When, in June 1979, Chicago-born Mark Hembree approached Bill Monroe about taking over as the permanent replacement for Randy Davis, Hembree had hair “to the middle of my back,” not an ideal candidate it would appear. However, a trim of his locks and a successful audition led to his tenure as the bass player with the Blue Grass Boys.
In what looks to be an occasionally amusing account, Hembree will have his memories of his time working for the father of bluegrass music published in the forthcoming book, On the Bus with Bill Monroe – My Five-Year Ride with the Father of Blue Grass, next April (2022).
Hembree relates ….
“I actually began this in 1979. Back then, I knew my experience was significant, and so I did write. I just never felt I had the perspective to write it well enough. I’m actually surprised at how much of the material I was able to keep, though — not a diary, but a briefcase full of notes and essays that survived three moves.
I began in earnest in late 2018 during a job where I had a lot of down time, but had to remain at my desk. Better than searching seminars or surfing Facebook. The interesting part was sorting my memories. Tom Ewing helped me a lot by supplying an itinerary he had compiled that included the years I was with Bill. It helped me get my ducks in a chronological row.
My research was mostly double-checking myself, and that brought some surprises and additional perspective. Blake Williams and I discussed writing a book back then, but he figured we would have to wait until everyone had died. However, as Blake noted a few months ago when I was trying to run some details down, people didn’t have to die first. No one remembers anymore. Same thing! I avoided books by the other [Blue Grass Boys] because I didn’t want their memories to sneak into mine. Now I can read them!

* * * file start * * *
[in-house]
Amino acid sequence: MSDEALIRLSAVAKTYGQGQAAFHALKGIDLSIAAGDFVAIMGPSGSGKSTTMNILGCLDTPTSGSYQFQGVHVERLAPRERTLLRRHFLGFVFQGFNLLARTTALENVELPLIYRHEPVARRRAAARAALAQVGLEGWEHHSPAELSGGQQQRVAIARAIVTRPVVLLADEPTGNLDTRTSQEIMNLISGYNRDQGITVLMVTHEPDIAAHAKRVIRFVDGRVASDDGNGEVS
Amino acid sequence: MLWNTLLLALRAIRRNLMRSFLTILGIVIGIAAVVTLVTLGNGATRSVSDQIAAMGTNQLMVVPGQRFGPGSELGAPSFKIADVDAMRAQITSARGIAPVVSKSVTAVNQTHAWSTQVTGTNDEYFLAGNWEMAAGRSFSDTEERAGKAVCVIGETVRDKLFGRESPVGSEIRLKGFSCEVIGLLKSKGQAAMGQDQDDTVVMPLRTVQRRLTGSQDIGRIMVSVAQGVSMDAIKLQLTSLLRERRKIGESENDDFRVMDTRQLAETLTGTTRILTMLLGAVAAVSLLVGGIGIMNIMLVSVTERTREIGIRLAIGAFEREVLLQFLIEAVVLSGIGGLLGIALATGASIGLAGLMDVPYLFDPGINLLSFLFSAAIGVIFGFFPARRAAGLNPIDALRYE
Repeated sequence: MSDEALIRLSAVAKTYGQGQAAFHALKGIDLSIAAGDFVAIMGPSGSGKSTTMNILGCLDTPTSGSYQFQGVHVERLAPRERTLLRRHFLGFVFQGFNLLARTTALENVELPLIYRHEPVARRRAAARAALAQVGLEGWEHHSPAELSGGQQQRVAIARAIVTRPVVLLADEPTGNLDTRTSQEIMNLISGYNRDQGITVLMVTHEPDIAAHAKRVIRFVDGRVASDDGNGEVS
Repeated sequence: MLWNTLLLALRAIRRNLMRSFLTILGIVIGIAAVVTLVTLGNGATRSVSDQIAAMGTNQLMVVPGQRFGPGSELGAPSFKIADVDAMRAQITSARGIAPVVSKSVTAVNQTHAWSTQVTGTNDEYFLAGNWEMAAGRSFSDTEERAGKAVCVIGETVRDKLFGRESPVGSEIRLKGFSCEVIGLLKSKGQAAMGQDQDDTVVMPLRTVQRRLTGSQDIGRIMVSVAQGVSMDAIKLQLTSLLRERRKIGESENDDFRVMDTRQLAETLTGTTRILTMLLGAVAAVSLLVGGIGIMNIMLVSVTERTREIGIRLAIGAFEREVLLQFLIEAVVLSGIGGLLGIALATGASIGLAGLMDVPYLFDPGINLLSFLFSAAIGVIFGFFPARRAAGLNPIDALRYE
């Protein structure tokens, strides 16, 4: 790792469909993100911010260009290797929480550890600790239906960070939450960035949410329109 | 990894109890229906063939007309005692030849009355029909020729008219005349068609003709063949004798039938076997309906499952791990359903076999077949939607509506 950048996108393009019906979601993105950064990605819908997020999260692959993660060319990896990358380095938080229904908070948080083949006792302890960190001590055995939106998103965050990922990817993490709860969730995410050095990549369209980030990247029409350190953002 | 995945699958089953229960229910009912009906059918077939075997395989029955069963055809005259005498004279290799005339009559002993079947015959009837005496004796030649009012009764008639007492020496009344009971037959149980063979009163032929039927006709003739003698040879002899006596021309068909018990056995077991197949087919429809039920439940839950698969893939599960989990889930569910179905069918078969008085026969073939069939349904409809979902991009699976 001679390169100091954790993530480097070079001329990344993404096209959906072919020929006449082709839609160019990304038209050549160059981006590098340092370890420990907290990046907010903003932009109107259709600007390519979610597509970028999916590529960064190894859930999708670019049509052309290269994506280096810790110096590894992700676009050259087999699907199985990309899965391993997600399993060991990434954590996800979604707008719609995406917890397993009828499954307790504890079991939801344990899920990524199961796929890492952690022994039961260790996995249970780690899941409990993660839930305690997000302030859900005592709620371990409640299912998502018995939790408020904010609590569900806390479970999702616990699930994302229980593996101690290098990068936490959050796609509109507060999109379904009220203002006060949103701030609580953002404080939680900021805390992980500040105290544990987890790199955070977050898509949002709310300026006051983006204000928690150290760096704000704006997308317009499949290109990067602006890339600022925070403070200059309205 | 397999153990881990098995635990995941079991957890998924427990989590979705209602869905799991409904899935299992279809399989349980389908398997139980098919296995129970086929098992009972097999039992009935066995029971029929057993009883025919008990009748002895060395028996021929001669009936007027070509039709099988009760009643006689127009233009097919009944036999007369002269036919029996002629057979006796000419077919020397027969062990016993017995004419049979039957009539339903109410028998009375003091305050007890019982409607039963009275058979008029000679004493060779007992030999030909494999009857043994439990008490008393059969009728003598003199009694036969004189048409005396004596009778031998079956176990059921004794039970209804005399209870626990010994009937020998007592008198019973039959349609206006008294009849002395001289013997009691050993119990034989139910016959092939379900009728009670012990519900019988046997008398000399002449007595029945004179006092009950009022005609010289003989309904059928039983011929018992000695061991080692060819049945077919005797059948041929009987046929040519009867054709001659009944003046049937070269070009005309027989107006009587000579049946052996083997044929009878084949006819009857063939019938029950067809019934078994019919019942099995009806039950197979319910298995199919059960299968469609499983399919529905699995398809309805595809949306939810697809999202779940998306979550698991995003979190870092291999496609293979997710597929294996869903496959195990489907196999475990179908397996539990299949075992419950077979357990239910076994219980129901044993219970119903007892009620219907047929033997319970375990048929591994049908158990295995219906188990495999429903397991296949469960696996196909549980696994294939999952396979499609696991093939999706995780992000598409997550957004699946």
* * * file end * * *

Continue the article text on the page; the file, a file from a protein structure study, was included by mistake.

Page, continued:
One startling realization I had was that Bill was only two years older than I am when he hired me. Yeesh! Anyway, my fond hope is that people will find my account enlightening and, dare I say, more humorous than previous books. At the recent Monroe Mandolin Camp, I was called upon to deliver some stories. Hearing a live audience laugh with me was great (and a big relief).”
The publisher, University of Illinois Press, has this to say about the book ….
A backstage audition led Mark Hembree into a five-year stint (1979–1984) as the bassist for Bill Monroe’s Blue Grass Boys. Hembree’s journey included playing at the White House and on the acclaimed album, Master of Bluegrass. But it also put him on a collision course with the rigors of touring, the mysteries of Southern culture, and the complex personality of bandleader-legend Bill Monroe. Whether it’s figuring out the best time for breakfast (early), or for beating the boss at poker (never), Hembree gives readers an up-close look at the occasionally exalting, often unglamorous life of a touring musician in the sometimes baffling, always colorful company of a bluegrass icon.
The amusing story of a Yankee fish out of water, On the Bus with Bill Monroe mixes memoir with storytelling to recount the adventures of a Northerner learning new ways and the Old South.
Hembree participated in several studio sessions and can be heard on recordings of live performances from the period as a Blue Grass Boy.
Hembree sings If I Should Wander Back Tonight from a Bill Monroe set, circa 1982, Norco, California
Filmed by Don Clark and from the archive of The Bluegrass Bus Museum.
On the Bus with Bill Monroe – My Five-Year Ride with the Father of Blue Grass
Publication Date: April 5, 2022.
Pages: 224 pages
Dimensions: 6 x 9 in
Illustrations: 23 black and white photographs
It will be available in three formats …
Cloth – $110.00
Paper – $19.95
eBook – $14.95